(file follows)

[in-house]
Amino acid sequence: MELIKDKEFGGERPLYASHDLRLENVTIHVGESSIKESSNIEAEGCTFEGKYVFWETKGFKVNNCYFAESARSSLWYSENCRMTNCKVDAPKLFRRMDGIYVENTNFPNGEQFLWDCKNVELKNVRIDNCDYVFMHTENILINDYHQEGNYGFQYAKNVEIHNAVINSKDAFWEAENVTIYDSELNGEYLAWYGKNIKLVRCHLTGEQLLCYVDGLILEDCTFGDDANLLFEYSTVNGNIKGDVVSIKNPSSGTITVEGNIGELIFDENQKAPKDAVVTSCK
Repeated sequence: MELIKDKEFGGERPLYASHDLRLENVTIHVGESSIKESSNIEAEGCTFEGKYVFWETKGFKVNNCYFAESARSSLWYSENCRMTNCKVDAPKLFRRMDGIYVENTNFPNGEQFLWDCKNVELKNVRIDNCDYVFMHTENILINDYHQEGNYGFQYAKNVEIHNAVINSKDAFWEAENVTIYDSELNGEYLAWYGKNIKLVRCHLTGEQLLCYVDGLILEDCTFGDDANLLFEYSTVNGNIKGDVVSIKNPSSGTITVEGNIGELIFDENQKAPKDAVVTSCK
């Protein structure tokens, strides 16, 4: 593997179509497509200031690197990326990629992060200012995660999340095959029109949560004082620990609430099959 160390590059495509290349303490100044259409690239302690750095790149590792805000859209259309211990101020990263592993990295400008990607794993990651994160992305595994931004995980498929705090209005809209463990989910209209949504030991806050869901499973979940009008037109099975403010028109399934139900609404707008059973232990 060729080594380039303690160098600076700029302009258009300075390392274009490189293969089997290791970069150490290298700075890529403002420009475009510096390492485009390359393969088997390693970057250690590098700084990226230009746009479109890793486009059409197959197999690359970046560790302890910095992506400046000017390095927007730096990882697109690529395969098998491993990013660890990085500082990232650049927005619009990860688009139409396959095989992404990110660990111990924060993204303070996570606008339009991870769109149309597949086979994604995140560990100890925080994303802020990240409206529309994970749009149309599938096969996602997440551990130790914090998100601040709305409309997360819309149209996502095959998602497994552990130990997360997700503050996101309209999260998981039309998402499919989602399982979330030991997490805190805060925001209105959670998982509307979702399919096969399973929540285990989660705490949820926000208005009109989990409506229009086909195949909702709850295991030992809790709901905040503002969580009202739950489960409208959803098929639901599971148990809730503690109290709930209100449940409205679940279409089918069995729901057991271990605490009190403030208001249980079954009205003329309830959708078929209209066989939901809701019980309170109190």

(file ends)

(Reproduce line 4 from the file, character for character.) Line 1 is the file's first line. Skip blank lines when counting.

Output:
């Protein structure tokens, strides 16, 4: 593997179509497509200031690197990326990629992060200012995660999340095959029109949560004082620990609430099959 160390590059495509290349303490100044259409690239302690750095790149590792805000859209259309211990101020990263592993990295400008990607794993990651994160992305595994931004995980498929705090209005809209463990989910209209949504030991806050869901499973979940009008037109099975403010028109399934139900609404707008059973232990 060729080594380039303690160098600076700029302009258009300075390392274009490189293969089997290791970069150490290298700075890529403002420009475009510096390492485009390359393969088997390693970057250690590098700084990226230009746009479109890793486009059409197959197999690359970046560790302890910095992506400046000017390095927007730096990882697109690529395969098998491993990013660890990085500082990232650049927005619009990860688009139409396959095989992404990110660990111990924060993204303070996570606008339009991870769109149309597949086979994604995140560990100890925080994303802020990240409206529309994970749009149309599938096969996602997440551990130790914090998100601040709305409309997360819309149209996502095959998602497994552990130990997360997700503050996101309209999260998981039309998402499919989602399982979330030991997490805190805060925001209105959670998982509307979702399919096969399973929540285990989660705490949820926000208005009109989990409506229009086909195949909702709850295991030992809790709901905040503002969580009202739950489960409208959803098929639901599971148990809730503690109290709930209100449940409205679940279409089918069995729901057991271990605490009190403030208001249980079954009205003329309830959708078929209209066989939901809701019980309170109190």